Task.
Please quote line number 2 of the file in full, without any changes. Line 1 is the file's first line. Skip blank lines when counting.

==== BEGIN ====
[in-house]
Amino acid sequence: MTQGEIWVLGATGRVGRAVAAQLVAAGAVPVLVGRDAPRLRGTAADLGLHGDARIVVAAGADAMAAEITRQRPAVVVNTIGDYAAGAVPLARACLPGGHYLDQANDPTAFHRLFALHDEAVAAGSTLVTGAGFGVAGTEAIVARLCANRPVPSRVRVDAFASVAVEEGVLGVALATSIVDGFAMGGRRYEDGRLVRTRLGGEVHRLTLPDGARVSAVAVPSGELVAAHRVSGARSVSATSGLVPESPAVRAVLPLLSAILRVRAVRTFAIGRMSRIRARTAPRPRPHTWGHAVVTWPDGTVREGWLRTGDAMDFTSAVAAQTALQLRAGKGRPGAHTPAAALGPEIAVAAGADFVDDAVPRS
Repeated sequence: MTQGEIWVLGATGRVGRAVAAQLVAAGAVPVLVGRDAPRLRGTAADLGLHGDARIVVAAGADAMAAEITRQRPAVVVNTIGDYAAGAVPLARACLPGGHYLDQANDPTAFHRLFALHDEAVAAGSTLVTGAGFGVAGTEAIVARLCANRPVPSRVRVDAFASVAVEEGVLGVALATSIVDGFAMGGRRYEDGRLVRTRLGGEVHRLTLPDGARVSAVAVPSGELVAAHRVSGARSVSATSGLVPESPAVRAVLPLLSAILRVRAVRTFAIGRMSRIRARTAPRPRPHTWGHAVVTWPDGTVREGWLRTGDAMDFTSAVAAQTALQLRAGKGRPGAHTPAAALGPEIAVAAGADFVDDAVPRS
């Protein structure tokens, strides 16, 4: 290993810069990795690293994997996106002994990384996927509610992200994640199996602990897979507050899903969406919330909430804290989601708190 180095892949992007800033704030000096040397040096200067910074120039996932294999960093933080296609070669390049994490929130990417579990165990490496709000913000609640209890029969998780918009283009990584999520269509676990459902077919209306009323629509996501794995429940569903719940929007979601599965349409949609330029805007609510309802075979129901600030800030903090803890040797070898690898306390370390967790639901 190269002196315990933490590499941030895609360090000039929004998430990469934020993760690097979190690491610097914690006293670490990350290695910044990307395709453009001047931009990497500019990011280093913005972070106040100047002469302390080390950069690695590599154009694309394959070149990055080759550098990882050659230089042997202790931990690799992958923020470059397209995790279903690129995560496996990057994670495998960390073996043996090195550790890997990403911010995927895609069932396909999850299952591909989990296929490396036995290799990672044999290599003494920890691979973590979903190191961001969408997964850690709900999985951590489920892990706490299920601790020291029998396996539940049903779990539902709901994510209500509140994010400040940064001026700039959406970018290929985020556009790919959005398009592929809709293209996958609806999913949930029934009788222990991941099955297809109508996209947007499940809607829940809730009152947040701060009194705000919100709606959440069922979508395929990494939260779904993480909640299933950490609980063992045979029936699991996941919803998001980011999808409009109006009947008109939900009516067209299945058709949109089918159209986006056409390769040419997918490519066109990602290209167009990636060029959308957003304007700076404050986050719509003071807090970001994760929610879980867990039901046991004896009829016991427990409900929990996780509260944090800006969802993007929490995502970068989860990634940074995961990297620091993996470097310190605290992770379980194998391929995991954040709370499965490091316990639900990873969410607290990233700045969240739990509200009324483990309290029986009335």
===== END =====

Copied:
Amino acid sequence: MTQGEIWVLGATGRVGRAVAAQLVAAGAVPVLVGRDAPRLRGTAADLGLHGDARIVVAAGADAMAAEITRQRPAVVVNTIGDYAAGAVPLARACLPGGHYLDQANDPTAFHRLFALHDEAVAAGSTLVTGAGFGVAGTEAIVARLCANRPVPSRVRVDAFASVAVEEGVLGVALATSIVDGFAMGGRRYEDGRLVRTRLGGEVHRLTLPDGARVSAVAVPSGELVAAHRVSGARSVSATSGLVPESPAVRAVLPLLSAILRVRAVRTFAIGRMSRIRARTAPRPRPHTWGHAVVTWPDGTVREGWLRTGDAMDFTSAVAAQTALQLRAGKGRPGAHTPAAALGPEIAVAAGADFVDDAVPRS